We can learn a great deal here about self-indulgence and self-control. It is not enough for us to say, "I draw the line there, at this or that vice, and I will have nothing to do with these." We will have a very difficult time growing under such an approach, as Paul shows in Hebrews 12:1:
Therefore we also, since we are surrounded by so great a cloud of witnesses, let us lay aside every weight, and the sin which so easily ensnares us, and let us run with endurance the race that is set before us.
Many unsinful things are "weights" simply because they are so time- and mind-consuming. Because we do not want to fail in accomplishing the highest purposes for which we were called, we must run light to endure the length of our course successfully.
On the surface, being a Christian appears easy to do, in as much as a Christian is basically a man that trusts in Jesus Christ. No one is more worthy of our trust, and He is fully able to bring us into the Kingdom of God. But this is a mere surface observation. The truth is that being a Christian can be very difficult because the real Christian is one who, because he trusts Christ, must set his heel upon human nature within him and subordinate the appetites of his flesh and the desires of his mind to the aim of pleasing Him. No wishy-washy, irresolute, vacillating, lukewarm, disorderly, and unrestrained Christian will please his Master and glorify our Father.
Jesus says, "[N]arrow is the gate and difficult is the way which leads to life, and there are few who find it" (Matthew 7:14). Paul writes, "You therefore must endure hardship as a good soldier of Jesus Christ. No one engaged in warfare entangles himself with the affairs of this life, that he may please him who enlisted him as a soldier" (II Timothy 2:3-4). The Christian is exhorted to control himself and run to win.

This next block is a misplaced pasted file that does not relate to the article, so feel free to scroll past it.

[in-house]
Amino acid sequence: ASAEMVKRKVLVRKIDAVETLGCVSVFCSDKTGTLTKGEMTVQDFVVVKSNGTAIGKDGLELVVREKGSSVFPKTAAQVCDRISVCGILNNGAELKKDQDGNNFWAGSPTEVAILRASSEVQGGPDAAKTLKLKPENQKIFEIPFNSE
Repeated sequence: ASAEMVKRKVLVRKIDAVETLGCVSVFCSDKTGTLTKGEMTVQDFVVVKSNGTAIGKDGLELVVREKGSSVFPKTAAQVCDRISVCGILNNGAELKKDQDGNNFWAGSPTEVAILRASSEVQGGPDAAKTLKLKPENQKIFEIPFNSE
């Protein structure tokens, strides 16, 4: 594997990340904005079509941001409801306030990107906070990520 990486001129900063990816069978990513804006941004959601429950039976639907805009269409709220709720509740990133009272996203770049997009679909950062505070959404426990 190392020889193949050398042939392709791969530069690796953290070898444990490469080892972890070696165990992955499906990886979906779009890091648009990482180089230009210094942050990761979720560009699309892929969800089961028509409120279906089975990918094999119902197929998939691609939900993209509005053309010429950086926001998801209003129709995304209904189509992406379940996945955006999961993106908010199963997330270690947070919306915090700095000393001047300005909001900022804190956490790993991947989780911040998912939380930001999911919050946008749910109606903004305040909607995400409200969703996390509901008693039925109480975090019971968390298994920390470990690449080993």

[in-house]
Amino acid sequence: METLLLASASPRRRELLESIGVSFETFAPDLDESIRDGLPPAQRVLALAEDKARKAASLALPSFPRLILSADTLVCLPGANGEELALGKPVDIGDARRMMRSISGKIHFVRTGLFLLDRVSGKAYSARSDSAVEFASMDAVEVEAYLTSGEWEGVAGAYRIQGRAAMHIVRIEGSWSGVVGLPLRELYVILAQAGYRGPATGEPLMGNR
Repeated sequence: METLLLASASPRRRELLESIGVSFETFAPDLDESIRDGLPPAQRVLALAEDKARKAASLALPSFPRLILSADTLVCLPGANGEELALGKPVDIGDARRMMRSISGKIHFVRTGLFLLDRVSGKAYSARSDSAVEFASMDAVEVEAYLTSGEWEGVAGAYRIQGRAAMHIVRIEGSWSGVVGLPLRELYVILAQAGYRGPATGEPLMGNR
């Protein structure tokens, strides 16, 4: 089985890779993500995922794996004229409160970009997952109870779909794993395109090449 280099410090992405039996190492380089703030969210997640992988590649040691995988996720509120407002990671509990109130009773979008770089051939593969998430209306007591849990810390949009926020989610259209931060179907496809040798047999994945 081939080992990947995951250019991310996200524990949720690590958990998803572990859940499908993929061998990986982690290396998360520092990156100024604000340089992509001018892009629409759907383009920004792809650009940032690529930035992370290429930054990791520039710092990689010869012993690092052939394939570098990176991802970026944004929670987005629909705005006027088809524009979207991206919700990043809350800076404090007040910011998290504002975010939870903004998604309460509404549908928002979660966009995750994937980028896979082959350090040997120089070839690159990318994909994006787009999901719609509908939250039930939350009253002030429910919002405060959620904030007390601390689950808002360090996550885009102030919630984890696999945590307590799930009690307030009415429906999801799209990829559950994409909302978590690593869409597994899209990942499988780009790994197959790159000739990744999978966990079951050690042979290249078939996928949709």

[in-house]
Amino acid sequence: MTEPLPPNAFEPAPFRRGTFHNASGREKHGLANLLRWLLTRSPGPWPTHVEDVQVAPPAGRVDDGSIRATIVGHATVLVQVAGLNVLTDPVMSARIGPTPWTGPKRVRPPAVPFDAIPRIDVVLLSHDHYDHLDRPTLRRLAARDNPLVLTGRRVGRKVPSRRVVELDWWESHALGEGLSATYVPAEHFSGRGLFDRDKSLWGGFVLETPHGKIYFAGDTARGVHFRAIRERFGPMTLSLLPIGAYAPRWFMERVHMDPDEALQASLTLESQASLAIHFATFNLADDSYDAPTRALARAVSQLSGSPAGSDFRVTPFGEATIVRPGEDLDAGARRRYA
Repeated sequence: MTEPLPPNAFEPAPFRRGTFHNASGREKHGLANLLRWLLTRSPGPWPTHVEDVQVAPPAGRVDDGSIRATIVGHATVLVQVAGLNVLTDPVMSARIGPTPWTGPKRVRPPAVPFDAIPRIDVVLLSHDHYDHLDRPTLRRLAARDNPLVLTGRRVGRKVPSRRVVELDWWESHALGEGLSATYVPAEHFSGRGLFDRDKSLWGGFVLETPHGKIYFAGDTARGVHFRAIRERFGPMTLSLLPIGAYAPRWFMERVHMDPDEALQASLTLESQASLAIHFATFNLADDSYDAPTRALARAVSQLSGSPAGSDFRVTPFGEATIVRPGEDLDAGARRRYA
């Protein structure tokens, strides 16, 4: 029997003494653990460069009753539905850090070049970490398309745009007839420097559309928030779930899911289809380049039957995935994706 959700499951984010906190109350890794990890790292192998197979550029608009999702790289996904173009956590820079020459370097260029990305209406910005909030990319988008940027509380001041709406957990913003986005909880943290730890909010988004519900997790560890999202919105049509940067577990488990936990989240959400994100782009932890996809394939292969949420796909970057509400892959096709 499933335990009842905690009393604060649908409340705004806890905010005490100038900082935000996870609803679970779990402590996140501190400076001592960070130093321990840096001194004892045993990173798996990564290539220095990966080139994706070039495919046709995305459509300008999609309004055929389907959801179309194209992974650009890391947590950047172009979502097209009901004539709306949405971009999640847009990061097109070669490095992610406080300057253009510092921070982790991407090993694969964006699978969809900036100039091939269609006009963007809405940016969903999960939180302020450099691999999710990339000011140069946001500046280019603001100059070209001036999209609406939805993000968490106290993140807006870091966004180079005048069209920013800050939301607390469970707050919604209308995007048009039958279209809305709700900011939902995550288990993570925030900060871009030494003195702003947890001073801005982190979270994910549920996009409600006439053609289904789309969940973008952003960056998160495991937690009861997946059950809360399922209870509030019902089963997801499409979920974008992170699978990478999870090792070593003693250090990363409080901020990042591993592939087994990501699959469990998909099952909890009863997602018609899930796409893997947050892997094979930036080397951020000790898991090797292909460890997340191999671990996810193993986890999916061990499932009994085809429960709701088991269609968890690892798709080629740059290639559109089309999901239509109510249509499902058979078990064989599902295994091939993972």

In I Corinthians 9, Paul illustrates self-control in its positive aspects by showing what it produces along the way and—most importantly—in the end. Jesus makes it clear in Revelation 2 and 3 that the overcomers (conquerors, victors) will go into the Kingdom of God. Self-control plays a major role in bringing victory through our trusting relationship with Jesus Christ. Andrew MacLaren, a Protestant commentator, states, "There are few things more lacking in the average Christian life of today than resolute, conscious concentration upon an aim which is clearly and always before us." Self-control is not the only factor we need to do this, but it is a very necessary one. Its fruit, good beyond measure, is worth every effort and sacrifice we must make.